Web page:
Facebook Targeting On-campus MBA within a 20 mile radius. Targeting Online MBA within a 50 – 75 mile radius. Will target education level, degree type, interests in business related publications and news, age (30+). $500

Projected Impressions:

2600 – 6800 Daily

Google Search Search will trigger within a set radius for both on-campus and online mba program searches. Specific keywords about areas of studies within MBA program, as well as MBA searches. $300

Projected Impressions:

213-260 Daily

LinkedIn Targeting on-campus and online MBA program. Youngstown, Pittsburgh, Canton, Akron, Cleveland. 25 – 45 age, business degree, 5+ years of experience $300

Projected Lifetime Impressions: 24,000

Adroll Adroll retargeting is activated when a user reaches the MBA program pages, or other specified areas, but does not submit to the Request for Information page or the application. This is a prospecting mechanism that builds itself on audience engagement over time. $400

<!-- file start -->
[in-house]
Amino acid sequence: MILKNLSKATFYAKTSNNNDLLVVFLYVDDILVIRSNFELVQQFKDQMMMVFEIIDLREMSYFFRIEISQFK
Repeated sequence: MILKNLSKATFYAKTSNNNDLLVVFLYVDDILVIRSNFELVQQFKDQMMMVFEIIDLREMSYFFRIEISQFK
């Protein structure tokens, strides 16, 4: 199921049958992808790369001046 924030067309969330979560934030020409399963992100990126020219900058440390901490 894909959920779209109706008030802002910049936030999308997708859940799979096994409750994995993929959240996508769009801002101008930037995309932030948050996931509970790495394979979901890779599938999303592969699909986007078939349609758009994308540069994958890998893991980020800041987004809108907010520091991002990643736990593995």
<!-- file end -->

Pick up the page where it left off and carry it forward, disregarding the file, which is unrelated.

Projected Impressions:

200 – 500 Daily

Total $1500 / month

Design Assets, Messaging and Conversion Funnel

Over the past year, we have developed a standardized brand look and feel to our advertising in the local and regional markets. This brand identity has helped us lift our overall brand recognition to our prospective audiences. We strongly suggest implementing the design features into the program marketing for the MBA program. The following mock-ups are not a final design, but include the brand elements and messaging that will be running in similar channels. Paralleling to our brand identity will increase the probability for conversion.